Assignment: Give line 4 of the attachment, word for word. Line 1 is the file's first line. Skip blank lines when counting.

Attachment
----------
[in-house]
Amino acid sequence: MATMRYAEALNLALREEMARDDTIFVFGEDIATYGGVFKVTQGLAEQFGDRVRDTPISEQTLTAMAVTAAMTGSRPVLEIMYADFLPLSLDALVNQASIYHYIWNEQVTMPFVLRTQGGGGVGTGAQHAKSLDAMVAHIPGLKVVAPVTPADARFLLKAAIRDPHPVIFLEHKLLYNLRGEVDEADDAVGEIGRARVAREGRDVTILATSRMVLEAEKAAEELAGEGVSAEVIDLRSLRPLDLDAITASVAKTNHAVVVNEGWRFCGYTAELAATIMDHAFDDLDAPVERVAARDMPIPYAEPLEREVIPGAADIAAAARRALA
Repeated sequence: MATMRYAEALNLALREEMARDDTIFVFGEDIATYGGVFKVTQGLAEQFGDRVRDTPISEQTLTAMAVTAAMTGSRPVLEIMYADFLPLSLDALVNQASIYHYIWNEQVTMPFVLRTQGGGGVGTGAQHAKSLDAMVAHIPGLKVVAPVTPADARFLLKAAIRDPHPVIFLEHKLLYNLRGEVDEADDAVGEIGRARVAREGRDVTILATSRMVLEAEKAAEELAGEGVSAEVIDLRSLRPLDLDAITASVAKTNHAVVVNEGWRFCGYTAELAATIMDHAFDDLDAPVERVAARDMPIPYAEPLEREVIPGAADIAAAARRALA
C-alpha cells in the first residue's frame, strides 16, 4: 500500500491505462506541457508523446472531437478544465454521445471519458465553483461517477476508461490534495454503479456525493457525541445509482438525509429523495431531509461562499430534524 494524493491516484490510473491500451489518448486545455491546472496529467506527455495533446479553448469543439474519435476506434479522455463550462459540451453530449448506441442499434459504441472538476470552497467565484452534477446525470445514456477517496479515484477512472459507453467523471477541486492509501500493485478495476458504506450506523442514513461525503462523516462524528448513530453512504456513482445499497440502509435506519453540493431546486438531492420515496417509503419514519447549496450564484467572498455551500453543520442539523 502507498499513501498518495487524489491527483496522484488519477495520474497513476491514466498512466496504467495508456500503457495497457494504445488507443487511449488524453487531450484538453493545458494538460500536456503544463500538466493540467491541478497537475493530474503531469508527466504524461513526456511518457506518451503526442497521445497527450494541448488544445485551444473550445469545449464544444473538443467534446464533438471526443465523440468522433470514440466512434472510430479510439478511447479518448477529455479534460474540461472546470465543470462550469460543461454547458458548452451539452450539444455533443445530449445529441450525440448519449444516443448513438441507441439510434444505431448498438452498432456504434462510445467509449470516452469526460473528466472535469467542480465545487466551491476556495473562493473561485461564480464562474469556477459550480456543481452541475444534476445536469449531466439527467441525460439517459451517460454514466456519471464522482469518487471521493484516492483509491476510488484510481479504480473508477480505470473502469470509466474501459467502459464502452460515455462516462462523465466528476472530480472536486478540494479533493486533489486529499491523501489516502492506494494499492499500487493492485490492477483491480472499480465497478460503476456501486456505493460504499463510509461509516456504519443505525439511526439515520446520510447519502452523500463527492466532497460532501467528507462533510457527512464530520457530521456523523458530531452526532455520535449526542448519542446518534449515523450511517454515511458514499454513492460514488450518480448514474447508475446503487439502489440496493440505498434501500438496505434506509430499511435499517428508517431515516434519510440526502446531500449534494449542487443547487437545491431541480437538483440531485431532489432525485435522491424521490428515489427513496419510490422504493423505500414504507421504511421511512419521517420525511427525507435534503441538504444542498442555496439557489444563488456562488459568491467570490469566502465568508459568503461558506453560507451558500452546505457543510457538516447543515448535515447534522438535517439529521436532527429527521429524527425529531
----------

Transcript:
C-alpha cells in the first residue's frame, strides 16, 4: 500500500491505462506541457508523446472531437478544465454521445471519458465553483461517477476508461490534495454503479456525493457525541445509482438525509429523495431531509461562499430534524 494524493491516484490510473491500451489518448486545455491546472496529467506527455495533446479553448469543439474519435476506434479522455463550462459540451453530449448506441442499434459504441472538476470552497467565484452534477446525470445514456477517496479515484477512472459507453467523471477541486492509501500493485478495476458504506450506523442514513461525503462523516462524528448513530453512504456513482445499497440502509435506519453540493431546486438531492420515496417509503419514519447549496450564484467572498455551500453543520442539523 502507498499513501498518495487524489491527483496522484488519477495520474497513476491514466498512466496504467495508456500503457495497457494504445488507443487511449488524453487531450484538453493545458494538460500536456503544463500538466493540467491541478497537475493530474503531469508527466504524461513526456511518457506518451503526442497521445497527450494541448488544445485551444473550445469545449464544444473538443467534446464533438471526443465523440468522433470514440466512434472510430479510439478511447479518448477529455479534460474540461472546470465543470462550469460543461454547458458548452451539452450539444455533443445530449445529441450525440448519449444516443448513438441507441439510434444505431448498438452498432456504434462510445467509449470516452469526460473528466472535469467542480465545487466551491476556495473562493473561485461564480464562474469556477459550480456543481452541475444534476445536469449531466439527467441525460439517459451517460454514466456519471464522482469518487471521493484516492483509491476510488484510481479504480473508477480505470473502469470509466474501459467502459464502452460515455462516462462523465466528476472530480472536486478540494479533493486533489486529499491523501489516502492506494494499492499500487493492485490492477483491480472499480465497478460503476456501486456505493460504499463510509461509516456504519443505525439511526439515520446520510447519502452523500463527492466532497460532501467528507462533510457527512464530520457530521456523523458530531452526532455520535449526542448519542446518534449515523450511517454515511458514499454513492460514488450518480448514474447508475446503487439502489440496493440505498434501500438496505434506509430499511435499517428508517431515516434519510440526502446531500449534494449542487443547487437545491431541480437538483440531485431532489432525485435522491424521490428515489427513496419510490422504493423505500414504507421504511421511512419521517420525511427525507435534503441538504444542498442555496439557489444563488456562488459568491467570490469566502465568508459568503461558506453560507451558500452546505457543510457538516447543515448535515447534522438535517439529521436532527429527521429524527425529531